J. Maxwell Legg wrote:
> Michael Lorrey wrote:
> > No No No. You missed the most important difference. In the first
> > definition, it applied to the individual, while the second refered to
> > the 'producers' as a common group. This is the essential incompatibility
> > of libertarianism and socialism. Libertarianism declares that the prime
> > political unit is the individual, while socialism declares that the
> > primary political unity is the community or society, thus letting in the
> > buggaboo of coersion of the individual by the tyranny of the masses.
> Can you give net refs as to how this Libertarianism doublethink came
> about where the word *political* (i.e. I think of it as describing an
> aspect of people's connections) came to focus on a node within the
> connections rather than the collective. If I were to use an analogy, the
> concepts of a jukebox, genre, playlist or database springs to mind as
> words on one end of the scale where the adjective *political* would
> reside and words like individual, song or field appear at the other end.
> Thus to me a song isn't a set and an individual isn't his connections.
> My PC isn't a primary internet unit because before I used the internet
> my PC did other things. I know there are differences between adjectives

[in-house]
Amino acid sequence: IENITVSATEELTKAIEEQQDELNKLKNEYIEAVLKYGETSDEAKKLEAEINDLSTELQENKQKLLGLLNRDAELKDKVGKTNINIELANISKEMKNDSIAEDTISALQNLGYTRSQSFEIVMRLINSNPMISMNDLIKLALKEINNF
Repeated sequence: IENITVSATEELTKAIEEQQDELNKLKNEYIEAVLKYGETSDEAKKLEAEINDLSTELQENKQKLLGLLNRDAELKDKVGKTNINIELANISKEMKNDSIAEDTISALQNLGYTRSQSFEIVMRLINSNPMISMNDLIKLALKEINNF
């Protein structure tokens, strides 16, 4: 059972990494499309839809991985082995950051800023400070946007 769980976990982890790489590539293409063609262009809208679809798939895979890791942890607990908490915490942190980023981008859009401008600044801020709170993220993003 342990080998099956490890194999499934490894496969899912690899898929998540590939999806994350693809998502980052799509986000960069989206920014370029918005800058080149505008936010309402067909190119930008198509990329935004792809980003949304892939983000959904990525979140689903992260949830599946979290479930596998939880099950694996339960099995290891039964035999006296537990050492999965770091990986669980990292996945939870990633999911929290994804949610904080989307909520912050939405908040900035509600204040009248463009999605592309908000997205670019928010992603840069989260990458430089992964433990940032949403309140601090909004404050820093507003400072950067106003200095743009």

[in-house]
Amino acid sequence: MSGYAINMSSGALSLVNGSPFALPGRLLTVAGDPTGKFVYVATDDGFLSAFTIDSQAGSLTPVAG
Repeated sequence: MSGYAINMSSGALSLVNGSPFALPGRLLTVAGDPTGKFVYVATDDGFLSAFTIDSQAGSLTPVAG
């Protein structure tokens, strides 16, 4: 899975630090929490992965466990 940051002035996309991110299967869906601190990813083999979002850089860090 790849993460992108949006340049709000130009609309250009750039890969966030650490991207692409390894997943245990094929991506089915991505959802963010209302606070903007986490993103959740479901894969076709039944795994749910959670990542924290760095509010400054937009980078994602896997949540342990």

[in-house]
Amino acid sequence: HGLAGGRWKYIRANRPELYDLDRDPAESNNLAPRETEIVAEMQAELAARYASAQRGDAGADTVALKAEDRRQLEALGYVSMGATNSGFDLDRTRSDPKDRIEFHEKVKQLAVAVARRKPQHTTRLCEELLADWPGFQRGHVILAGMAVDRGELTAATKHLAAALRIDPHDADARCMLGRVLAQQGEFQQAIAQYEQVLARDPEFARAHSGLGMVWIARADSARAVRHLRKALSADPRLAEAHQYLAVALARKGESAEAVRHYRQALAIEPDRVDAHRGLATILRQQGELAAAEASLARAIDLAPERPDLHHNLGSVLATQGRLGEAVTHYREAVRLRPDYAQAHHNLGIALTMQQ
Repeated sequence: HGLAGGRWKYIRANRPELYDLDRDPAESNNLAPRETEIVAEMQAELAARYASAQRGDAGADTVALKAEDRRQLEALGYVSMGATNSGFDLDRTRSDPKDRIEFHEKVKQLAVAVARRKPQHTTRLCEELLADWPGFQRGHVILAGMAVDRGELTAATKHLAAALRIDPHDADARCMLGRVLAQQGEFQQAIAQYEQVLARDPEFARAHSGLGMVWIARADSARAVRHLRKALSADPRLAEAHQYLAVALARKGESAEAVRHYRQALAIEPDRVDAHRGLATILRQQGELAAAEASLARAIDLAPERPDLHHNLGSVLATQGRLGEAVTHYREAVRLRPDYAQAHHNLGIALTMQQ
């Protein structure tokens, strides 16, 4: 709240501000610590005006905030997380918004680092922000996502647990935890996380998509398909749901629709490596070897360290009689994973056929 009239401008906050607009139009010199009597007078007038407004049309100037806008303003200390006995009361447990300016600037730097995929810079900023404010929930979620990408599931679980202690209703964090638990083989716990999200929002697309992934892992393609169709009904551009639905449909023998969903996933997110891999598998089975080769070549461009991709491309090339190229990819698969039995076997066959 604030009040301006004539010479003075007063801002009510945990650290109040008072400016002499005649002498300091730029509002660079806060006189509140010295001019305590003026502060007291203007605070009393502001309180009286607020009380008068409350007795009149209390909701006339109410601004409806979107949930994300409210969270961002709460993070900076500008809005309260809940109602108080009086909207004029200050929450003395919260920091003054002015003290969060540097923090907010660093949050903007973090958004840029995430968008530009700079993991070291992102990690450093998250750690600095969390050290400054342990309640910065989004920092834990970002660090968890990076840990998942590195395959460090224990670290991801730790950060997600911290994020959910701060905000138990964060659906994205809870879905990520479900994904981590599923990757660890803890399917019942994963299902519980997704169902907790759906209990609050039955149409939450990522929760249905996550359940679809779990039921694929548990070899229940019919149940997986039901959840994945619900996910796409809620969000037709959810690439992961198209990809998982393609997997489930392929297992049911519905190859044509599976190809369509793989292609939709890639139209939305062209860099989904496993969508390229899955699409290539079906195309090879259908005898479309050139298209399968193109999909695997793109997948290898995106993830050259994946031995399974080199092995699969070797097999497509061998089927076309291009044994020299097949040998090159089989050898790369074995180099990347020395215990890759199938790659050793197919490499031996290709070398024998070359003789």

> and nouns and that confusion between the two can lead to delusional
> thinking, but even though I also know the Nazis were deluded in their
> thinking about race, etc., this plural/singular (i.e.,
> political/individual) definition mix up that you point to has me
Political, referring to the primary residence of rights. Socialism denies the concept of Natural Law, and states, as Mao said,"Justice comes out of the barrel of a gun". This is known as the Force Doctrine. Since a majority can always overpower an equally equipped minority, majority rule as the source of all rights is merely a voice vote in what would otherwise be civil war. Socialism says that since the State, as the representative of the majority, can impose its will on all, it is the source of all rights. Libertarians state that since all rights are Natural, i.e. humans as individuals posess them as a result of either evolution or 'creation' by a creator, and the State only posesses authority as delegated by the individual, that the tyranny of the majority is morally wrong. Laws should not exist to restrict the rights of the individual any further than to prevent infringment or harm to the rights of another individual. Force should only be used in the defense of the rights of the individual.